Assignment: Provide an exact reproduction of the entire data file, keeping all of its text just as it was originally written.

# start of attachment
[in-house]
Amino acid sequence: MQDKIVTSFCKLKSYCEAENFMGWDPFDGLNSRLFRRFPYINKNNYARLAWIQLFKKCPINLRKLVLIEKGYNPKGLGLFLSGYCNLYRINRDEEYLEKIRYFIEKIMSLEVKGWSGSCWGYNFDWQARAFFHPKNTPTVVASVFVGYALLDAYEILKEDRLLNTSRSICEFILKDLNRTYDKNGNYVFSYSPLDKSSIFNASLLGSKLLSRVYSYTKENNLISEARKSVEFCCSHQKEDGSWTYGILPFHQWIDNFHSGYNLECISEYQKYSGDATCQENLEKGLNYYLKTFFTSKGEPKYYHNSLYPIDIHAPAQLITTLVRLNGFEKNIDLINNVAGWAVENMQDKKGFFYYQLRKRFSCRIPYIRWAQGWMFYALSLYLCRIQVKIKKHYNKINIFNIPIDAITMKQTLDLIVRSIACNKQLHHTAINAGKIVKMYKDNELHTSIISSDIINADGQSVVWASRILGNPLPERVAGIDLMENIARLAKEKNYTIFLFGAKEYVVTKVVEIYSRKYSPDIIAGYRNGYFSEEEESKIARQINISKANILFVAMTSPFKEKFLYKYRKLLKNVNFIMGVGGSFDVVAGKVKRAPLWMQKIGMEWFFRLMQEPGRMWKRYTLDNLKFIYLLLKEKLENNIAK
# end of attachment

[in-house]
Amino acid sequence: MQDKIVTSFCKLKSYCEAENFMGWDPFDGLNSRLFRRFPYINKNNYARLAWIQLFKKCPINLRKLVLIEKGYNPKGLGLFLSGYCNLYRINRDEEYLEKIRYFIEKIMSLEVKGWSGSCWGYNFDWQARAFFHPKNTPTVVASVFVGYALLDAYEILKEDRLLNTSRSICEFILKDLNRTYDKNGNYVFSYSPLDKSSIFNASLLGSKLLSRVYSYTKENNLISEARKSVEFCCSHQKEDGSWTYGILPFHQWIDNFHSGYNLECISEYQKYSGDATCQENLEKGLNYYLKTFFTSKGEPKYYHNSLYPIDIHAPAQLITTLVRLNGFEKNIDLINNVAGWAVENMQDKKGFFYYQLRKRFSCRIPYIRWAQGWMFYALSLYLCRIQVKIKKHYNKINIFNIPIDAITMKQTLDLIVRSIACNKQLHHTAINAGKIVKMYKDNELHTSIISSDIINADGQSVVWASRILGNPLPERVAGIDLMENIARLAKEKNYTIFLFGAKEYVVTKVVEIYSRKYSPDIIAGYRNGYFSEEEESKIARQINISKANILFVAMTSPFKEKFLYKYRKLLKNVNFIMGVGGSFDVVAGKVKRAPLWMQKIGMEWFFRLMQEPGRMWKRYTLDNLKFIYLLLKEKLENNIAK